Photo by Jean Potter • A rocky outcrop provides a perch for this singing male Eastern meadowlark.
It’s always fun to add another notch to one’s list of birds. Whether you’re a casual lister or a devoted birder, a new species always offers a burst of excitement in the wake of a first-time observation.
Sharon Foster sent me an email recently to share her excitement about a sighting.
“I’m excited to say my daughter and I spotted a meadowlark up on Cross Mountain last week,” Sharon wrote in her email.
Sharon said she hadn’t been able to do a lot of bird watching other than in her yard and nearby places.
“I never thought I was going to see a meadowlark,” she noted. They are fantastic. We were thrilled. He was just sitting on the fence.’
She added that she didn’t have her good zoom camera with her, or else she could have taken a picture. She will still have her memory of her first sighting, and that’s what is important.
She also told me about a Baltimore oriole feeder she bought last fall late in the season.
“I read they usually come around early in spring,” Sharon wrote. She added that she spotted one in her yard by South Holston Lake several years ago.
Of course, when spring rolled around she nearly forgot about the feeder. “It was around mid-April when I thought about it and thought it was too late,” she wrote. “But I put it up anyway and lo and behold the next day there was an oriole in our pine tree.”
It was another memorable birding moment. “Talk about being excited,” Sharon wrote. “Wow! Birds can do that to you!”
Both the Baltimore oriole and the Eastern meadowlark belong to the family of birds known as icterids, or blackbirds, which also includes species like bobolink, brown-headed cowbird, common grackle and red-winged blackbird.
The Eastern meadowlark is a distinctive bird. It has brown plumage accented by black, with bright-yellow underparts and a bold black V across the chest. Though most of the tail is brown with blackish barring, the outer feathers are white and are a conspicuous trait to look for when the bird is in flight.
The Eastern meadowlark is considered a grassland bird and remains common in habitats such as prairies and other native grasslands. The meadowlark has proven adaptable as long as it can occupy unbroken grassland of about six acres or more. Pastures, fields and even airports have proven suitable habitats for meadowlarks. As suburban areas and subdivisions expand into rural areas, meadowlarks can hang on unless the grassland habitat becomes too segmented and broken into sections too small to be of value.
Meadowlarks eat mostly insects, especially in summer. For the winter months, these birds will adapt their diet to include seeds, spilled corn and fruit. Meadowlarks, unlike other relatives among the Icterids, or blackbirds, do not typically visit feeders.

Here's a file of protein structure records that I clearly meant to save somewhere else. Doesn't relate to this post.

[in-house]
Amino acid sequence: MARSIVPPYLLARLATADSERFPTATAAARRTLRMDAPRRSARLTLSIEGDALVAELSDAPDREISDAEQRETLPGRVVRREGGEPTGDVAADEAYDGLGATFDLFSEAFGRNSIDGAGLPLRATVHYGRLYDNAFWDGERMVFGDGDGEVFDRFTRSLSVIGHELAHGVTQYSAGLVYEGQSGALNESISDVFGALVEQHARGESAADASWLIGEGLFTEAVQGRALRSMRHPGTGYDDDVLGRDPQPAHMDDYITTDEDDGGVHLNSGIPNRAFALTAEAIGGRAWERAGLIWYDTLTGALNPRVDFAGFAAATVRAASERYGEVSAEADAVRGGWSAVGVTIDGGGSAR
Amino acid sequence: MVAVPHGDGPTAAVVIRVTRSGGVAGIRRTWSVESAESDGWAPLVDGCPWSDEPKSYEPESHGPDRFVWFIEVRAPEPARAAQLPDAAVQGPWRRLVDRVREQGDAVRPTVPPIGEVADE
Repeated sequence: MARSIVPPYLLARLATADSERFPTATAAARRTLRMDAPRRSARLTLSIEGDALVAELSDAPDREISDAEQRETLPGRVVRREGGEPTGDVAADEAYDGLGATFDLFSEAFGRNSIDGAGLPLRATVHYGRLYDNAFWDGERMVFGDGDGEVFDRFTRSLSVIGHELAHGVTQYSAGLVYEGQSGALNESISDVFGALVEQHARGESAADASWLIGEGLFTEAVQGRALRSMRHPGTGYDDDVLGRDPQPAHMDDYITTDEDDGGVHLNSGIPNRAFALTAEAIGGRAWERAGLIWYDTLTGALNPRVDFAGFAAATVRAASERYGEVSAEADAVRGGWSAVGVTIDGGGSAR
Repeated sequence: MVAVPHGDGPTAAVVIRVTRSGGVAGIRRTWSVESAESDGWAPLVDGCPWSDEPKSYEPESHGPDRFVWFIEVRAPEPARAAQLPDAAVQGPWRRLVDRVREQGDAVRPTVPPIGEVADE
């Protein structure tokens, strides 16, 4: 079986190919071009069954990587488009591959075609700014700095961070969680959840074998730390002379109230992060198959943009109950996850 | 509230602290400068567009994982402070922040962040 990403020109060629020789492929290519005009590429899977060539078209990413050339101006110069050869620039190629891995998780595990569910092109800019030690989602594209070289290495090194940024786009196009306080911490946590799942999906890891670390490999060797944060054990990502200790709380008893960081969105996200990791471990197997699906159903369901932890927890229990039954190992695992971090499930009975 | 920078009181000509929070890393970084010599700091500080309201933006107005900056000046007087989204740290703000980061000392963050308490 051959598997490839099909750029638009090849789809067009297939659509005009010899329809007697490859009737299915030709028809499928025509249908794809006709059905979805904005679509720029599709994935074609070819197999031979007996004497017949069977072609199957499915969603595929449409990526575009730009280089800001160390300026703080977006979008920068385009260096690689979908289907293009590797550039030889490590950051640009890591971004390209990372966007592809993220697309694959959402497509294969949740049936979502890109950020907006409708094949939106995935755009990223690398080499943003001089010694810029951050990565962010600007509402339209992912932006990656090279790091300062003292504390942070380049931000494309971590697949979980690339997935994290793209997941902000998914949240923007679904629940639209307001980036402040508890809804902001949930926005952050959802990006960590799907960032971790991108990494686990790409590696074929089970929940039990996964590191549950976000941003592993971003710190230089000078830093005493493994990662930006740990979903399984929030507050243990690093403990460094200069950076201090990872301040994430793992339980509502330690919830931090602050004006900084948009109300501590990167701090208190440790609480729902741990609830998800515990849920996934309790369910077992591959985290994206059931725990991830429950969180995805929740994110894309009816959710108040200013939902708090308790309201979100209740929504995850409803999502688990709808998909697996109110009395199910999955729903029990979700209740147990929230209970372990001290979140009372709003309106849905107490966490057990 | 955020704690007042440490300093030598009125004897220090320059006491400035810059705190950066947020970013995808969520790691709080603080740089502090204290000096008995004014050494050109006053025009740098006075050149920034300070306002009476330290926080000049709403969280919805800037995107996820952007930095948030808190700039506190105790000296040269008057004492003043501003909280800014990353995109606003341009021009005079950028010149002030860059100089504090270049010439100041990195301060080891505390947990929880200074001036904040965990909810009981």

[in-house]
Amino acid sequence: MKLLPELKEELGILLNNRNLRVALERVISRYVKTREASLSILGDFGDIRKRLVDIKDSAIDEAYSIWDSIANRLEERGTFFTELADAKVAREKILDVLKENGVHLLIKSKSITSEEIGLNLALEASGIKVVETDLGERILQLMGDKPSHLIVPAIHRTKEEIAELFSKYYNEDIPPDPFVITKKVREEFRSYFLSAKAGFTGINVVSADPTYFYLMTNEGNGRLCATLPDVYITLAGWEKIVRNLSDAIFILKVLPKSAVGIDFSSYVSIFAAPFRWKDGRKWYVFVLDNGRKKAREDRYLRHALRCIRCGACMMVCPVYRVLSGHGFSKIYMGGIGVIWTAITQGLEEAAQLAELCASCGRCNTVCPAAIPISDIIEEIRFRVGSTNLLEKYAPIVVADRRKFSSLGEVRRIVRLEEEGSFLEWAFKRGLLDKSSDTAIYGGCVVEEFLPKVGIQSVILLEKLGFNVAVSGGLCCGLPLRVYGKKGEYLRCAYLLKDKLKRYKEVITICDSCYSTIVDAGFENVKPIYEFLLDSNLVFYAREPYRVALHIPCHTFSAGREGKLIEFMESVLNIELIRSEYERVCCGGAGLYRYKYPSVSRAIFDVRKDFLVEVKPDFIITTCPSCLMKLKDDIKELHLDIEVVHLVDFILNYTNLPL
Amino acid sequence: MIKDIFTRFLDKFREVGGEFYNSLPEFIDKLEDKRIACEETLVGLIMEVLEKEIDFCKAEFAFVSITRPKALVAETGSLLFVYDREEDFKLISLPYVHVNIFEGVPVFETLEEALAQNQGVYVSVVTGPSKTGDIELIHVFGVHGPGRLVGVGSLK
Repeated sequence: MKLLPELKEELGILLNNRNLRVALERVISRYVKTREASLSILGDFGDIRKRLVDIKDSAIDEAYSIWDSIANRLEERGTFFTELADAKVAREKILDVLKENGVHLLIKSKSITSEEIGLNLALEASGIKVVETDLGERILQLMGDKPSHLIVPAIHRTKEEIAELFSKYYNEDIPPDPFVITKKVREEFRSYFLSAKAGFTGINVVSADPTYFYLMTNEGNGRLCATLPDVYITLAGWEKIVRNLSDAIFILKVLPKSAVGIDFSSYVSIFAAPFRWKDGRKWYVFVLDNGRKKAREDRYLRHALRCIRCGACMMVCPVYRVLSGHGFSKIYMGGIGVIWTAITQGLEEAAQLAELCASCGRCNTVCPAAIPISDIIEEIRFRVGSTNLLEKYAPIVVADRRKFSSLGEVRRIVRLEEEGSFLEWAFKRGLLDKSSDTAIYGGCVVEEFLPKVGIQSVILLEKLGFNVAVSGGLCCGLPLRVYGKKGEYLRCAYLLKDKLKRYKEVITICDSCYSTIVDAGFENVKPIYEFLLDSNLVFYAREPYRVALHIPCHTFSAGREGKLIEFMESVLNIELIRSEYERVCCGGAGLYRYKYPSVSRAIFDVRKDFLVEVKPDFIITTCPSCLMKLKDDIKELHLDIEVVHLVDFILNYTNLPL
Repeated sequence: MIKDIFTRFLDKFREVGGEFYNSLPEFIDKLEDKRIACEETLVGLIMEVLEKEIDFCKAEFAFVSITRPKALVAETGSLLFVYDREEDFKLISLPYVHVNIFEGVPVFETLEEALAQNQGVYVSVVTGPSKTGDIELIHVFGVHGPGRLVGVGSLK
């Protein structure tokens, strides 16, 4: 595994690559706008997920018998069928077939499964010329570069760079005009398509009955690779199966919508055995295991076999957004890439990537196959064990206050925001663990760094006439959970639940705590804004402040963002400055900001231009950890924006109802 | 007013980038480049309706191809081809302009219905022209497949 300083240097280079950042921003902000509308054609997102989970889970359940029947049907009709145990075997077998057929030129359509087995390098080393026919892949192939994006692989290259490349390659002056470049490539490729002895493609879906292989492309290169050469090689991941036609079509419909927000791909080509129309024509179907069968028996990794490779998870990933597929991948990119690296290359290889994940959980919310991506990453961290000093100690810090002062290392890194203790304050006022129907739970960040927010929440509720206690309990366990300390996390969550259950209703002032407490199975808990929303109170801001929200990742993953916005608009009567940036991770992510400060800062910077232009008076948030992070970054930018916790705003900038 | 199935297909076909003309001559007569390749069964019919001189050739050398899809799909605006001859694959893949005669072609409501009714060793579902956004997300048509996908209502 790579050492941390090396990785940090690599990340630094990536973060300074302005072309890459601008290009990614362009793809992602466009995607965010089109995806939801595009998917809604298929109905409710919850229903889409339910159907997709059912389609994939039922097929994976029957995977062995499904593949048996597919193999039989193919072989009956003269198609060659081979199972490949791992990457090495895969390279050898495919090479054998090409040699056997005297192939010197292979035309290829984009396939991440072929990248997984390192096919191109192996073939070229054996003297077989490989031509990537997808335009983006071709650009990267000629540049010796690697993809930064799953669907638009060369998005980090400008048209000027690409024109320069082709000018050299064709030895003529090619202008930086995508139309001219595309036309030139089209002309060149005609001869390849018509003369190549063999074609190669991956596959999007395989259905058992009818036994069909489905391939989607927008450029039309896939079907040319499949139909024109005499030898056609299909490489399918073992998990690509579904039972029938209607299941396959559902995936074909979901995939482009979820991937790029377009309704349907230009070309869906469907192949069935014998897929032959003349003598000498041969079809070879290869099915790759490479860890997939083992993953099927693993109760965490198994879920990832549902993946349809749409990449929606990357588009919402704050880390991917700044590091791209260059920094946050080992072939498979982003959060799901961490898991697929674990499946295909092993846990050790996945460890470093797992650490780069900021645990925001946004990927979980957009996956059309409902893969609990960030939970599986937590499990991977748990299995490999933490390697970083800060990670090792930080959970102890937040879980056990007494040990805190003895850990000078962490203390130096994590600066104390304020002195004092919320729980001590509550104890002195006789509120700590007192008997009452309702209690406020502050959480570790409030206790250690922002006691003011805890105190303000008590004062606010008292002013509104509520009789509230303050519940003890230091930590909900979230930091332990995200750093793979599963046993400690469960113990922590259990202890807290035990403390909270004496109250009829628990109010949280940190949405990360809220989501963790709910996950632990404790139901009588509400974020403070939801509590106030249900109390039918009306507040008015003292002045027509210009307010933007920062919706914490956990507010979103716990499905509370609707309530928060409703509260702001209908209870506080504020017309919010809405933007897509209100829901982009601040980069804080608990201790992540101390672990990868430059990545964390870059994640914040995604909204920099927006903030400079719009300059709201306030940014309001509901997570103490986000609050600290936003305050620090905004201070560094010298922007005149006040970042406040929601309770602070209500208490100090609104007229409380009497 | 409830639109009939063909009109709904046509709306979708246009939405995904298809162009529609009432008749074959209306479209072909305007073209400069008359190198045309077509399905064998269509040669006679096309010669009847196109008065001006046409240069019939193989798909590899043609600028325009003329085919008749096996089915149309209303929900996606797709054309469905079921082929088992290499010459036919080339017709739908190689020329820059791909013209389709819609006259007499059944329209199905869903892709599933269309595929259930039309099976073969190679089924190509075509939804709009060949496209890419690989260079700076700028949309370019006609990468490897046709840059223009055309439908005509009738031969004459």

These birds construct nests close to the ground. Meadowlarks nesting in fields mown for hay face disaster if the grass is cut before their young have left the nest. The female meadowlark constructs the nest and lays two to seven eggs, which will require an incubation period of about two weeks. Even after hatching, the young are not capable of leaving the nest for another 10 to 12 days. Consequently, young meadowlarks are vulnerable for a month, not only to predators but to a farmer deciding to mow a hayfield.
While the Eastern meadowlark remains common, its numbers have suffered severe declines. such that they are considered to be a declining species. Populations fell more than 3 percent a year between 1966 and 2015, resulting in a cumulative decline of 89 percent, according to the North American Breeding Bird Survey. According to the website All About Birds, early mowing, overgrazing by livestock and pesticide use are all detrimental to meadowlark survival.
The highest population densities for the Eastern meadowlark are found in the Central Mixed Grass Prairie and the Eastern Tallgrass Prairie regions of the central United States. As the name suggests, the Eastern meadowlark has a counterpart in the western half of the United States. This is reflected in the fact that five central and western states — Kansas, Montana, Nebraska, North Dakota, Oregon and Wyoming — have made the Western meadowlark their official state bird. Ironically, the Eastern meadowlark has not been honored with that designation by any of the states it inhabits.
The difference in the two species rests not so much in their appearance as in their songs. The western meadowlark has distinctive vocalizations described as rather flute-like, which distinguish it from the closely related eastern meadowlark. Male Eastern meadowlarks seek out elevated perches to produce a musical, flute-like song in the spring. Utility wires, treetops and fence posts provide some of their favorite perches. Their singing is mostly used to define the borders of their grassland territory.
Finally getting your binoculars on a bird you’ve never seen is always an exciting moment. As we draw closer to the fall season, many different birds will migrate through the region. Fall migration is a great time to spend some time outdoors and try to see some birds that are new. Do some advance homework with a good field guide and study the birds that migrate through the region. Then, simply monitor your yard or a favorite park and wait to see some new species as they make migratory stops in the region.